Neovascularization of injured tissue is fundamental for its regeneration. Recent studies have indicated an intimate relationship between angiogenesis, vasculogenesis and the repair of injured nerves. Our preliminary data indicate that repair of injured nerves is accompanied by active growth or restoration of the blood supply of the nerves. The growth of new vessels, commonly known as angiogenesis, appears to be a critical component of the healing process of nerves. Our preliminary studies also indicate that sonic hedgehog, a protein previously thought to be important primarily during embryonic life, is also capable of participating in the repair of damaged or ischemic tissues, including nerves. The effect of sonic hedgehog appears to be mediated in part by the restoration of blood vessels which supply nerves, but may also involve effects on endothelial progenitor cells that contribute not only to new blood vessel growth, but perhaps also to the reconstitution of the nerve tissue itself. In this Proposal we will investigate the potential for sonic hedgehog to improve the neovascularization and thereby the healing process of injured nerves and will investigate some of the underlying mechanisms responsible for these effects. Our preliminary data suggests that this may represent a novel therapeutic approach for accelerating recovery of damaged peripheral nerves,. Accordingly, these studies will provide basic mechanistic insights, as well as insights into potentially important novel therapeutics.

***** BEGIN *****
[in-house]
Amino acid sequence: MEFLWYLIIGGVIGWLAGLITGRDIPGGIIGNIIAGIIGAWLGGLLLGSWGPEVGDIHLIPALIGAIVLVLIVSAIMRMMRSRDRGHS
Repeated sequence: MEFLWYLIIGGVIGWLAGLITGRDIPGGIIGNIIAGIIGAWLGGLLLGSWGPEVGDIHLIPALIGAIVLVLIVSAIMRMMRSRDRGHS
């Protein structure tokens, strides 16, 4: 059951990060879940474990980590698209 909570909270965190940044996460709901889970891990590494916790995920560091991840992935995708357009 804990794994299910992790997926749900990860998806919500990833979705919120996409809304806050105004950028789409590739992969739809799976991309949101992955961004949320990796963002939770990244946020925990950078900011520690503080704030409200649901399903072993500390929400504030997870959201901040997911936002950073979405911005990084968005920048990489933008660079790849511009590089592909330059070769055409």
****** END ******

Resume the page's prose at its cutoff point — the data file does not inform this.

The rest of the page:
Public Health Relevance

impairment of peripheral nerve function leads to significant disability. The repair and regeneration of injured nerves involves coordinated angiogenesis and neurogenesis. This application seeks to extend our preliminary investigations into the role of the Hedgehog signaling pathway during functional nerve recovery and to evaluate the potential use of Sonic Hedgehog therapy for accelerating the repair of injured nerves.

National Institute of Health (NIH)
National Heart, Lung, and Blood Institute (NHLBI)
Research Project (R01)
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Clinical Neuroplasticity and Neurotransmitters Study Section (CNNT)
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Gao, Yunling
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Northwestern University at Chicago
Internal Medicine/Medicine
Schools of Medicine
United States
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